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If you’ve decided to get financing from a South African bank, you’ll need to fit certain requirements before you can take out a study loan.

Depending on the bank you choose, the rules may differ, but generally you’ll need to be registered with an institution for higher education and your sponsor (the person who will stand surety for the loan), will need to be legitimate.

Most banks ask that you are either a South African citizen or that you are permanently living in the country. You must also be able to prove that you are enrolled or in the process of enrolling as a full-time or part-time student at a university, university of technology, private college or FET College.

If you are using the loan money for your second or third year of study, you may need to have passed your previous year/s of study.

Your parent or guardian must have proof of earnings in the form of a current payslip. You must also supply information such as bank details, identity documents, matric results and proof of residential address.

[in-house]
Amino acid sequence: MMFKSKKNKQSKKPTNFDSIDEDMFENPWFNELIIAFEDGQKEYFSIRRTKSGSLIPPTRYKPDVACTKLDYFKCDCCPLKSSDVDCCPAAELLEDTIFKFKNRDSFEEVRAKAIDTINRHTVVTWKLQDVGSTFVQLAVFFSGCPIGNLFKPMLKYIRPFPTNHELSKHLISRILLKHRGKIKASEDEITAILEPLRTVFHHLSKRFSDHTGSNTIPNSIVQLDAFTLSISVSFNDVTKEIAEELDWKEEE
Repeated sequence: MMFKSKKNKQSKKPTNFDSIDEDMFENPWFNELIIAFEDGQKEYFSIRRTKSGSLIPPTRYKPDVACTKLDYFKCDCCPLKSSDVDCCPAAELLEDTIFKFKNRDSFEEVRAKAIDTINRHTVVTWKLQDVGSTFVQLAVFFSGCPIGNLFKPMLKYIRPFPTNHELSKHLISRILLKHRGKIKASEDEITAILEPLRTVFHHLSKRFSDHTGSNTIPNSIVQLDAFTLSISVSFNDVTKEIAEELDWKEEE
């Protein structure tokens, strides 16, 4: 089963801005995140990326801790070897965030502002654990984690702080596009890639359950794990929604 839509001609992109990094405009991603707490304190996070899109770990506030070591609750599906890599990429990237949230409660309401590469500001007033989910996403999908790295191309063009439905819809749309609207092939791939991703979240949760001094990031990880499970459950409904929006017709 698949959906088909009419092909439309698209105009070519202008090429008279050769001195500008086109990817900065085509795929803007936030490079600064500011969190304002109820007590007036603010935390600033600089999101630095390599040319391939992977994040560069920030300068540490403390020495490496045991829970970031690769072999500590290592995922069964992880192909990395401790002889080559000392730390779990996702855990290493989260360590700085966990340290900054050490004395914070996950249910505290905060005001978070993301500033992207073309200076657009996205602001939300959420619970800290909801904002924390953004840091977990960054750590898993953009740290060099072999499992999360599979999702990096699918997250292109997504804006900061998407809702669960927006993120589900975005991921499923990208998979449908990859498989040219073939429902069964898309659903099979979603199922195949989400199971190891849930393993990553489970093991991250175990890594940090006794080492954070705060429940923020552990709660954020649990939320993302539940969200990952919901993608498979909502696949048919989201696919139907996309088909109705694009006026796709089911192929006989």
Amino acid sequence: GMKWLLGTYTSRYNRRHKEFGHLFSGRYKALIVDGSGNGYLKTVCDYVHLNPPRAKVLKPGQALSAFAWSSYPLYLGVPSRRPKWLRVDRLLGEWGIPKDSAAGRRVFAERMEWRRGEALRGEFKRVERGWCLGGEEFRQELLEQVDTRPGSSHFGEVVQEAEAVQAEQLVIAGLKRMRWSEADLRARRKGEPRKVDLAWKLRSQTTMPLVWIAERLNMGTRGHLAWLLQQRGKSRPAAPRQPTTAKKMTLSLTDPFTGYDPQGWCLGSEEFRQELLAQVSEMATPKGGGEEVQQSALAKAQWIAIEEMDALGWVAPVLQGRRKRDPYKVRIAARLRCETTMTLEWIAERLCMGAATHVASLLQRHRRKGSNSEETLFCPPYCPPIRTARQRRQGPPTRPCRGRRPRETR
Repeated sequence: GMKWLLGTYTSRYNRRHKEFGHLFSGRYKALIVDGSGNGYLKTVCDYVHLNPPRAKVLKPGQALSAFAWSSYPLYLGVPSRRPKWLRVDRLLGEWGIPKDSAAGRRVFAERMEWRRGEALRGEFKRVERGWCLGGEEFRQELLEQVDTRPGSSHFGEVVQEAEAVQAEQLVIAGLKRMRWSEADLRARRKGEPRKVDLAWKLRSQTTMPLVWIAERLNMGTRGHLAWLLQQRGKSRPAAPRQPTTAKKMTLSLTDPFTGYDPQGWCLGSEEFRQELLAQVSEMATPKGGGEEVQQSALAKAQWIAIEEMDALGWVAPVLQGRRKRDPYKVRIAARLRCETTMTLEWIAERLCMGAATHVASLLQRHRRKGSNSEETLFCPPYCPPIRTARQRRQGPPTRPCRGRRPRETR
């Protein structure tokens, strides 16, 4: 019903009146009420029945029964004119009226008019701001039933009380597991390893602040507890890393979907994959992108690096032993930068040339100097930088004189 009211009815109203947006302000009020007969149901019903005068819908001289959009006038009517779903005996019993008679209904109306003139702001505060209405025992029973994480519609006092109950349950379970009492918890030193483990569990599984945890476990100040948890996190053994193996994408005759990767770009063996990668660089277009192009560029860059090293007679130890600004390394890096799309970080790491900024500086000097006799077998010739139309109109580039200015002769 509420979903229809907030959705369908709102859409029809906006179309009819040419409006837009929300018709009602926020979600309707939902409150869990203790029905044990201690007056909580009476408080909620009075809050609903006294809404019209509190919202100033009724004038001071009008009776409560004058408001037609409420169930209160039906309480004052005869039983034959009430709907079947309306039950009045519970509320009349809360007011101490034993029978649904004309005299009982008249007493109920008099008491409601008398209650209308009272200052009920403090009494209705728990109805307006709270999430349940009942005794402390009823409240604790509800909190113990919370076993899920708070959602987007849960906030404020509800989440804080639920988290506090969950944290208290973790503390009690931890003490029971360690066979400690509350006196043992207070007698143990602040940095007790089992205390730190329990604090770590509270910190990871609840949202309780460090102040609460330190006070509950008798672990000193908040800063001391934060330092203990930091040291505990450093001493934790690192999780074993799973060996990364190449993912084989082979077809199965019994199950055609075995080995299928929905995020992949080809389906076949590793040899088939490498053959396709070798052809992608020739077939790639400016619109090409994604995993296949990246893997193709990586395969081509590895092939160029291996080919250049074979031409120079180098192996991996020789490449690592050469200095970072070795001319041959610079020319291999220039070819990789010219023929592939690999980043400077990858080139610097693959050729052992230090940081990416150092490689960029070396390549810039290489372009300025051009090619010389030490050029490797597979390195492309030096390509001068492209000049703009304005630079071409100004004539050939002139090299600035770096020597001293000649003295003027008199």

Money granted from an educational loan may be used for fees, books, equipment and accommodation – for those full-time students not living with their parents. While you are studying, only the interest on your study loan is payable, and you only have to repay the capital once you have completed your studies.

The loan repayments will be calculated as a factor, and will be based on the amount borrowed. This is discussed with each student prior to the borrowing of the loan.

Loan repayments can be flexible, such as with Nedbank, which offers a number of choices depending on your financial situation.

According to Standard Bank:
The repayment period of the loan will be affected by one or more of the following:
• Paying more than the minimum monthly instalment
• Fluctuations in the interest rate

Should you need to do community service after your degree is completed, you will not be able to pay back your loan immediately. On this note, Absa says the following: “Absa does allow for a grace period from paying your study loan while you complete your community service.”

For more information, or to download application forms from Absa, FNB, Nedbank or Standard Bank, follow the links below:

Absa Student Loans

FNB Student Loans

Nedbank Student Loans

Standard Bank Student Loans



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